Introduction Atrial fibrillation (AF) is associated with dementia. Anticoagulation may modify this relationship, but it is unclear if this is due to stroke reduction alone. Methods Age- and sex-matched individuals from the U.K. Clinical Practice Research Datalink (2008-2016) with and without an incident diagnosis of AF were followed for a new dementia diagnosis. We estimated adjusted hazard ratios (aHRs) for incident dementia diagnosis in the AF cohort, overall and stratified by anticoagulation status, using the matched non-AF cohorts as reference. We performed a sensitivity analysis excluding individuals with stroke/transient ischaemic attack (TIA) before the observation period. Results Over 193,082 person-years (mean follow-up 25.7 ± 0.1 months), 347/15,276 AF (2.3%) and 1,085/76,096 non-AF (1.4%) were newly diagnosed with dementia (aHR, 1.31, 95% confidence interval, 1.15-1.49). The AF group had more co-morbidity and higher rates of dementia, both with and without anticoagulation, than non-AF. When those with history of stroke/ TIA before the observation period were excluded and those with incident stroke/TIA during the observation period were censored, AF individuals not on anticoagulation had significantly higher rates of dementia compared with non-AF, aHR 1.30 (1.06-1.58). Conclusion Our findings support the hypothesis that AF is a distinct risk factor for dementia, independent of stroke/TIA and other vascular risk factors. In those without stroke/TIA, risk of dementia is increased only in those who are not on anticoagulation, suggesting anticoagulation is protective presumably through reduction of sub-clinical embolic events. Further prospective research is needed to better ascertain the role of anticoagulation amongst targeted therapeutic strategies to reduce cognitive decline in AF.

Incident Atrial Fibrillation, Dementia and the Role of Anticoagulation: A Population-Based Cohort Study

Curcio A.;Giustozzi M.;
2019

Abstract

Introduction Atrial fibrillation (AF) is associated with dementia. Anticoagulation may modify this relationship, but it is unclear if this is due to stroke reduction alone. Methods Age- and sex-matched individuals from the U.K. Clinical Practice Research Datalink (2008-2016) with and without an incident diagnosis of AF were followed for a new dementia diagnosis. We estimated adjusted hazard ratios (aHRs) for incident dementia diagnosis in the AF cohort, overall and stratified by anticoagulation status, using the matched non-AF cohorts as reference. We performed a sensitivity analysis excluding individuals with stroke/transient ischaemic attack (TIA) before the observation period. Results Over 193,082 person-years (mean follow-up 25.7 ± 0.1 months), 347/15,276 AF (2.3%) and 1,085/76,096 non-AF (1.4%) were newly diagnosed with dementia (aHR, 1.31, 95% confidence interval, 1.15-1.49). The AF group had more co-morbidity and higher rates of dementia, both with and without anticoagulation, than non-AF. When those with history of stroke/ TIA before the observation period were excluded and those with incident stroke/TIA during the observation period were censored, AF individuals not on anticoagulation had significantly higher rates of dementia compared with non-AF, aHR 1.30 (1.06-1.58). Conclusion Our findings support the hypothesis that AF is a distinct risk factor for dementia, independent of stroke/TIA and other vascular risk factors. In those without stroke/TIA, risk of dementia is increased only in those who are not on anticoagulation, suggesting anticoagulation is protective presumably through reduction of sub-clinical embolic events. Further prospective research is needed to better ascertain the role of anticoagulation amongst targeted therapeutic strategies to reduce cognitive decline in AF.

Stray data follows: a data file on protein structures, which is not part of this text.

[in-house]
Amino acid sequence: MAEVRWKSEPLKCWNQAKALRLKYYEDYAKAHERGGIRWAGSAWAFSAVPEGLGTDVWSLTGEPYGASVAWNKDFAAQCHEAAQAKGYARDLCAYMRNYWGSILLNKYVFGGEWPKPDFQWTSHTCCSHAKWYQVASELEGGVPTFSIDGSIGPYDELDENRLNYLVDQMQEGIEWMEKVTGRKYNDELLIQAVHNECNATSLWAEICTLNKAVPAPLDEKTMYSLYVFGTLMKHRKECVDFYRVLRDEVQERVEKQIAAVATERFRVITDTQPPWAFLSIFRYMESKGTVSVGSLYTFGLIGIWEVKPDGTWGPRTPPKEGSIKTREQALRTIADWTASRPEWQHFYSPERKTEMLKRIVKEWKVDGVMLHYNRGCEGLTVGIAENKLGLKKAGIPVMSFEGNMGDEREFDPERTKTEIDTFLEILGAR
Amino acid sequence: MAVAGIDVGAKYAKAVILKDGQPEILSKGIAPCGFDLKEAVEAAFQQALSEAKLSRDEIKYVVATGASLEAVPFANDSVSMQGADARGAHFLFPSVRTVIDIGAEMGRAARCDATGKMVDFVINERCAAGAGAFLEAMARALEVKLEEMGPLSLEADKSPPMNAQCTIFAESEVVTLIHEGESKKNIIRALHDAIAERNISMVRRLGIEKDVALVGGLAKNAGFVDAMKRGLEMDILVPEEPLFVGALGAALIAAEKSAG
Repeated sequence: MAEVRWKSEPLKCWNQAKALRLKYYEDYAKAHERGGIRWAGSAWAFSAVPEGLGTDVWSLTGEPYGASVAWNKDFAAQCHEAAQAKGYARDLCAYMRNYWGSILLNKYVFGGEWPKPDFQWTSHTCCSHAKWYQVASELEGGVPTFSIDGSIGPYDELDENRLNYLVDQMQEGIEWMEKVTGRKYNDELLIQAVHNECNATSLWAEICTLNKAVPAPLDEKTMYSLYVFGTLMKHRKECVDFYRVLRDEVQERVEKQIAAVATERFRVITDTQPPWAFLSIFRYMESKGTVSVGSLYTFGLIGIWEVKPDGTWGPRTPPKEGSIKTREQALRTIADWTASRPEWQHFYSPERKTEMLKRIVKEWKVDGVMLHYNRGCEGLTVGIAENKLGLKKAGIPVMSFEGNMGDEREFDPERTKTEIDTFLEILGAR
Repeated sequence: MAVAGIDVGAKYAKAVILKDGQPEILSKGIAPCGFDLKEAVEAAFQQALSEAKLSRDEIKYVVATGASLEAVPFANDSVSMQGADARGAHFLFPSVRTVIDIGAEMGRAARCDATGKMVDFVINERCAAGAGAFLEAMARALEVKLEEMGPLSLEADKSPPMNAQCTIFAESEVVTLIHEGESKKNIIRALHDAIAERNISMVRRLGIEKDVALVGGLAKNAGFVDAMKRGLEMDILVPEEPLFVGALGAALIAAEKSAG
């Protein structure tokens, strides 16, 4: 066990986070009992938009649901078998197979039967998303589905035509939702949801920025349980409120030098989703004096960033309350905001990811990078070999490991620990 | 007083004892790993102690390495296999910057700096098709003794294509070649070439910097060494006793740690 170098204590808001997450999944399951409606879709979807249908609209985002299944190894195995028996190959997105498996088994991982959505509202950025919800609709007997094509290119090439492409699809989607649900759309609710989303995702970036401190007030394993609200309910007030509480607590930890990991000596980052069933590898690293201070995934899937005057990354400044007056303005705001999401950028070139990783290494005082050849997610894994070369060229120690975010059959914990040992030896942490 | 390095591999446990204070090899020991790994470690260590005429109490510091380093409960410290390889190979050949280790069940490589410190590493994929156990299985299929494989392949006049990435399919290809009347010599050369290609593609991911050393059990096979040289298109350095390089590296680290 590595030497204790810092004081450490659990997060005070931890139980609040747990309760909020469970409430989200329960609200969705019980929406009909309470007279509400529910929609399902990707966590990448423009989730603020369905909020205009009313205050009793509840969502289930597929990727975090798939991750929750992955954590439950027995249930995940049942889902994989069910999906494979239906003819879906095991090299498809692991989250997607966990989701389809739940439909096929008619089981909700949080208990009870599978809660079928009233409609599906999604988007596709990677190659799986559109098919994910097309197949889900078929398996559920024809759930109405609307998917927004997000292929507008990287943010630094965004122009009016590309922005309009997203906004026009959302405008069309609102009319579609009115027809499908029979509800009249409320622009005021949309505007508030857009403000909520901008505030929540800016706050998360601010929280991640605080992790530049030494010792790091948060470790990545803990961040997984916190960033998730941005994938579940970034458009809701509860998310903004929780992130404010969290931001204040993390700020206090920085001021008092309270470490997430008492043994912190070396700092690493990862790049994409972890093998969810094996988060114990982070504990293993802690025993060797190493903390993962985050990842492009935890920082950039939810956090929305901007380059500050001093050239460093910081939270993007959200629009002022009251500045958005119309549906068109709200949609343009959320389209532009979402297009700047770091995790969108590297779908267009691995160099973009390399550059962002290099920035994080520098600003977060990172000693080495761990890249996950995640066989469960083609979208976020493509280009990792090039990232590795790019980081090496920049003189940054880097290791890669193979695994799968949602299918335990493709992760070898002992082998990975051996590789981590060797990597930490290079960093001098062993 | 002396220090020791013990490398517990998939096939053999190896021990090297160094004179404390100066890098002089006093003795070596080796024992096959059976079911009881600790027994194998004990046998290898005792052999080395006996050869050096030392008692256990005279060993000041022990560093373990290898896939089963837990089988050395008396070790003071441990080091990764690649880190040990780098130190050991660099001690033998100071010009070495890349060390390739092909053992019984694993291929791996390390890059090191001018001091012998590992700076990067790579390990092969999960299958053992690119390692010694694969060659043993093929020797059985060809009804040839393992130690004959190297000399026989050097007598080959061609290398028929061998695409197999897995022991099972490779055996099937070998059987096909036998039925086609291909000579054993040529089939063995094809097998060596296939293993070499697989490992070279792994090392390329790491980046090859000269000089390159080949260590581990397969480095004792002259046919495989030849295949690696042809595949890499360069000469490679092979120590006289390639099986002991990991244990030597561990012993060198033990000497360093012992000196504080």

2019
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Utilizza questo identificativo per citare o creare un link a questo documento: https://hdl.handle.net/11391/1477774
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